- Post reported a 2.8% uptick in total sales to $1.25 billion, due largely to acquisitive growth from MOM Brands and Willamette Egg Farms, in its fiscal third-quarter earnings Thursday.
- On a comparable basis, net sales fell 4.1% year over year because of an anticipated sales decline for the Michael Foods Group unit.
- Quarterly gross profit came in at $398.2 million, or 32.0% of net sales, over $316.5 million or 26.1% of net sales in the same quarter last year. Operating profit rose 74.7% to $142.0 million, while net earnings declined 86.3% to $3.3 million for the quarter.
Post Consumer Brands, which includes the company's RTE cereals, saw net sales jump 21.7%, with the MOM Brands acquisition. Even without the new brands in its portfolio, net sales for the segment still increased 1.3% on a comparable basis because of net sales and volume growth for Malt-O-Meal branded bags and Pebbles.
Licensed brands reported declines in net sales and volume. Post Consumer Brands' performance also beat the previous reported quarter, when the segment saw a 0.8% uptick in sales on a comparable basis.
That revenue boost is notable, as other major cereal producers continue to struggle to turn around sales. Despite wide-ranging efforts in the category, Kellogg recently reported a 2% sales decline for its U.S. Morning Foods segment, which includes cereal brands. General Mills has also made changes to its cereals to boost sales, from disassociating its cereal from milk to removing artificial ingredients.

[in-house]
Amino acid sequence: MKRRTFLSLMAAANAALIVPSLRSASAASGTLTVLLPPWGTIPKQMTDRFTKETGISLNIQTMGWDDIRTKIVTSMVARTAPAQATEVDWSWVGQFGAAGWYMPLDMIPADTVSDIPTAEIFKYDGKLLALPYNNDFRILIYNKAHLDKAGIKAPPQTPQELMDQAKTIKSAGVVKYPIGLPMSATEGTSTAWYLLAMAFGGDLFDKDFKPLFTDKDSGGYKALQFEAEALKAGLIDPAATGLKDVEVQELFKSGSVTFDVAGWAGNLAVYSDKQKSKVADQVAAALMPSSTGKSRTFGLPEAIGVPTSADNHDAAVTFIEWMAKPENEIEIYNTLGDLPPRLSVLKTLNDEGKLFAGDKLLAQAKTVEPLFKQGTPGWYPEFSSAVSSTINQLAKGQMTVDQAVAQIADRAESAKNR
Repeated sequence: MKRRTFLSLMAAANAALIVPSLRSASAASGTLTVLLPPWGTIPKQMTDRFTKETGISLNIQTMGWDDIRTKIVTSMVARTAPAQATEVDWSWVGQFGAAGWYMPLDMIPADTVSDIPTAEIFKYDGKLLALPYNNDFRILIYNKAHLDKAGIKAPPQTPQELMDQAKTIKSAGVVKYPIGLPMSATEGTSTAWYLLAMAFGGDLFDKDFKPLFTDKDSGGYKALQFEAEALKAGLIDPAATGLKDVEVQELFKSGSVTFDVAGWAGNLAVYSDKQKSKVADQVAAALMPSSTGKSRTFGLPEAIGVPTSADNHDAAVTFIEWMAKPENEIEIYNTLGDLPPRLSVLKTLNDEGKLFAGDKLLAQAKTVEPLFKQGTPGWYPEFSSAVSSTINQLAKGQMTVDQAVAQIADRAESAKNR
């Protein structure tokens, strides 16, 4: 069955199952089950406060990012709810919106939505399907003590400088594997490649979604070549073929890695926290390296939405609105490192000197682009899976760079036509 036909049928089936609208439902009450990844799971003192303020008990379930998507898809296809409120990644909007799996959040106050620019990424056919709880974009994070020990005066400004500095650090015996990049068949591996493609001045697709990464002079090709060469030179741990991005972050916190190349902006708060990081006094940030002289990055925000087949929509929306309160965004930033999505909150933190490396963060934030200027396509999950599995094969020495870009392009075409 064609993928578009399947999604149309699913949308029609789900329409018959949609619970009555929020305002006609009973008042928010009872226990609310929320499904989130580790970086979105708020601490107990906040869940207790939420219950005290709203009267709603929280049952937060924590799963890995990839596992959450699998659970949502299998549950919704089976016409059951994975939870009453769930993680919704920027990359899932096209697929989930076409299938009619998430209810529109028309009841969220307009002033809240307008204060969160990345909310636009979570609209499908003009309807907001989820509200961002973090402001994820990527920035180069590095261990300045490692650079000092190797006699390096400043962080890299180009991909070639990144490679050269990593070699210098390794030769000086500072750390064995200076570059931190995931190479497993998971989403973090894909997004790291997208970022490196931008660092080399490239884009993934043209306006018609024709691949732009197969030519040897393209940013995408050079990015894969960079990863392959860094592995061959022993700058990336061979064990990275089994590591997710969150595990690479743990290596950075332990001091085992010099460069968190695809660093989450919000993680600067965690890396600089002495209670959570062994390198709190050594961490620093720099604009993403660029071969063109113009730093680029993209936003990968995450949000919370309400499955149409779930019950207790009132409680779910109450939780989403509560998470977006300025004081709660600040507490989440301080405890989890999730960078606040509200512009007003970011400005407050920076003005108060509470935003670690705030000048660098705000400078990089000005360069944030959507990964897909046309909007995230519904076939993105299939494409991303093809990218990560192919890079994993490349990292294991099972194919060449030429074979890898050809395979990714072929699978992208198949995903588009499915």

Post was previously only "cautiously optimistic on the cereal category" compared to competitors Kellogg and General Mills, which both expressed confidence in the category's impending turnaround. Yet so far, based on earnings reports, segment performance and executive attitudes aren't always in sync.
But Post's portfolio extends beyond cereal. While the Active Nutrition and Private Brands segments reported upticks in sales of 1.5% (4.7% on a comparable basis) and 0.9%, respectively, Michael Foods Group was a different story. The segment recorded an 8.3% net sales decline for the quarter but an 11.4% decline on a comparable basis, excluding the contribution of the Willamette Egg Farms acquisition.
Egg volumes continued to decrease, by 12.6% this quarter. But that was less than the 15.9% decline reported in the previous quarter, which suggests demand could be returning. However, egg sales fell 15.5% on a comparable basis, in part due to egg prices having stabilized and then recently dropping to their lowest in a decade after skyrocketing during last year's egg shortage.